The Second Symphony assumed its final form only after years of work, with many interruptions, but then Mahler immediately undertook the Third and completed it with relative ease. For the most part, that is: the exception was the first movement, a “child of sorrow”, which was in fact the last to see the light of day. As he related while at work on it, Mahler was genuinely horror-stricken to see where it was leading him, and that “he had been chosen for the fearsome task of creating a work of this size”. On another occasion, he even referred to it as a “monstrosity”.

In this symphony Mahler attempts nothing less than tracing the act of creation from the elemental existence of natural forces to the human heart, thrust into the world. The movement subtitles that Mahler disclosed to friends during the symphony’s planning stages, though withdrawn before publication, are a useful guide to understanding the work, as is its original title, A Summer Morning’s Dream, under which the six parts are subsumed: 1. Pan awakes – Summer marches in – 2. What the meadow flowers tell me – 3. What the creatures of the forest tell me – 4. What mankind tells me – 5. What the angels tell me – 6. What love tells me.

The first movement, as so often with Mahler, is dominated by march rhythms. Wild trumpets and trombones irrupt from the primordial void, sweeping everything along with them. This opening movement alone, with its description of natural forces, lasts over half an hour. It is followed by the movement originally called Blumenstück, an idyllic minuet of natural charm. The third-movement scherzo is based on the early Wunderhorn song Ablösung im Sommer, which Mahler composed before 1892. The second Trio section directly contrasts a nostalgic posthorn melody with the lively freshness of the rest of the movement. Human destiny and grief is the subject of the meditative fourth movement, which quotes from Nietzsche’s Also sprach Zarathustra: “O Man, take heed!” The vocal line unfolds in free recitation over floating harmonies, so freely that the words seem on the verge of fragmenting. The contralto soloist continues in the following Wunderhorn song Es sungen drei Engel, the text of which alludes to the Second Letter of Peter. The angels’ song is prepared for by a boys’ choir accompanied by four tuned bells. As though everything needing to be said has been said, the singers remain silent during the final movement. The “last word” in this symphony goes to the orchestra – a melody that sounds without cessation, arising gently and growing to a thunderous conclusion. “A chorale in which everything with breath joins in,” wrote Paul Bekker in his Mahler biography. “A hymn of praise to the power of love.”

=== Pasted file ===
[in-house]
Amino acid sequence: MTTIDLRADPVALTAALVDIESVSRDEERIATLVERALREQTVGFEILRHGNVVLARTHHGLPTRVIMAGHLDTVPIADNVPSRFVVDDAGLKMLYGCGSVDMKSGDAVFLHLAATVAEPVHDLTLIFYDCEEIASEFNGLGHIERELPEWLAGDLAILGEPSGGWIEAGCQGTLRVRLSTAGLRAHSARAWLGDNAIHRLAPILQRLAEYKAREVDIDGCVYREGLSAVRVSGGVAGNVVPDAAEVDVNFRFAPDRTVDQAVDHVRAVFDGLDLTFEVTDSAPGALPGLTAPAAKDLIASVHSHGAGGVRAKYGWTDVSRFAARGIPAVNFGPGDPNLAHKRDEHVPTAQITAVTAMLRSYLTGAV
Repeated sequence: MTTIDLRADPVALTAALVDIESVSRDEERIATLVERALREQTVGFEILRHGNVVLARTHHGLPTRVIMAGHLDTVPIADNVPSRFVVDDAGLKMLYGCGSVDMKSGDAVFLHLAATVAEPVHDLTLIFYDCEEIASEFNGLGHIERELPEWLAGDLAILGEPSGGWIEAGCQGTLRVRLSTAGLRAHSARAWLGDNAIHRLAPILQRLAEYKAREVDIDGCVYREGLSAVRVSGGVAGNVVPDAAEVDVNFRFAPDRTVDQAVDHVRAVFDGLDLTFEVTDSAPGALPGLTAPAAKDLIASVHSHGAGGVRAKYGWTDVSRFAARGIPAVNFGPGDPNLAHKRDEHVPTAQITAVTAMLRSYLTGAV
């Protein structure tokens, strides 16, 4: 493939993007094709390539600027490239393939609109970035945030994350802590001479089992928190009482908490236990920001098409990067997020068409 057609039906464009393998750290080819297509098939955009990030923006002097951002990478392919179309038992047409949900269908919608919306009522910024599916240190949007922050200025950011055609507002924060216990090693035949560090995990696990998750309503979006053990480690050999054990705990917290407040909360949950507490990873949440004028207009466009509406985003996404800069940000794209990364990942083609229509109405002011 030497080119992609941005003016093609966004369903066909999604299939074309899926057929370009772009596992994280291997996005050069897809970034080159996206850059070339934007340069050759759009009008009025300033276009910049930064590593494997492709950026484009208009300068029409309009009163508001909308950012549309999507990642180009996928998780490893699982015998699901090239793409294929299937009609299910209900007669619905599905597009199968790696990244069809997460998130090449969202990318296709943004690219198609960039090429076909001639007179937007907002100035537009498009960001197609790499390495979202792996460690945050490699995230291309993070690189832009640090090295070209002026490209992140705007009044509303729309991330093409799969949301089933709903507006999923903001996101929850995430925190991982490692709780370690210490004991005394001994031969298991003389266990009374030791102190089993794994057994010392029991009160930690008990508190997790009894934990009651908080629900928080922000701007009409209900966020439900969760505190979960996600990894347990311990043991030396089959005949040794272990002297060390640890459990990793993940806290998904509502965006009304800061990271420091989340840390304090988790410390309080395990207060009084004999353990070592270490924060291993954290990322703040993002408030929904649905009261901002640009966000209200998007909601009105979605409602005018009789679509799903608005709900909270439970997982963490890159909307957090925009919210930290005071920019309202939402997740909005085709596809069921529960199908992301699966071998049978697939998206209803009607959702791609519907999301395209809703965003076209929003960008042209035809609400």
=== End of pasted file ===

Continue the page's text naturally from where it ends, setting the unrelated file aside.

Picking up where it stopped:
Helge Jung

Translation: Richard Evidon

Anke Herrmann was born in Kiev to German-Ukrainian parents. After studying singing at the Academy of Music Hanns Eisler Berlin, she continued her training with Elisabeth Schwarzkopf, Dietrich Fischer-Dieskau, Ruth Berghaus, Brigitte Eisenfeld and Dario Pangrazi. While still a student, she was invited to participate in productions at the Staatsoper Unter den Linden in Berlin, where she was a resident guest for several years, working under the direction of conductors such as Daniel Barenboim, René Jacobs, Peter Schreier and Sebastian Weigle in works by Cavalli, Telemann, Haydn, Cimarosa, Mozart and Stravinsky. With an opera and concert repertoire of 17th and 18th century music, Anke Herrmann has performed in many of the world’s most famous opera houses (including the Théâtre des Champs-Elysées, Paris; the Théâtre de la Monnaie, Brussels; the Hamburg State opera, and the Czech National Theatre in Prague), concert halls (for example the Concertgebouw in Amsterdam) and in festivals such as the Innsbruck Festival of Early Music, the Handel Festival in Halle, the International Arts Festival Melbourne, the Music Fest Vancouver and Mostly Mozart New York. For many years now, the soprano has had an artistic partnership with the Academia Montis Regalis from Mondovì in Piedmont, with whom she makes regular appearances and recordings. With these concerts, Anke Herrmann will be making her debut with the Berliner Philharmoniker.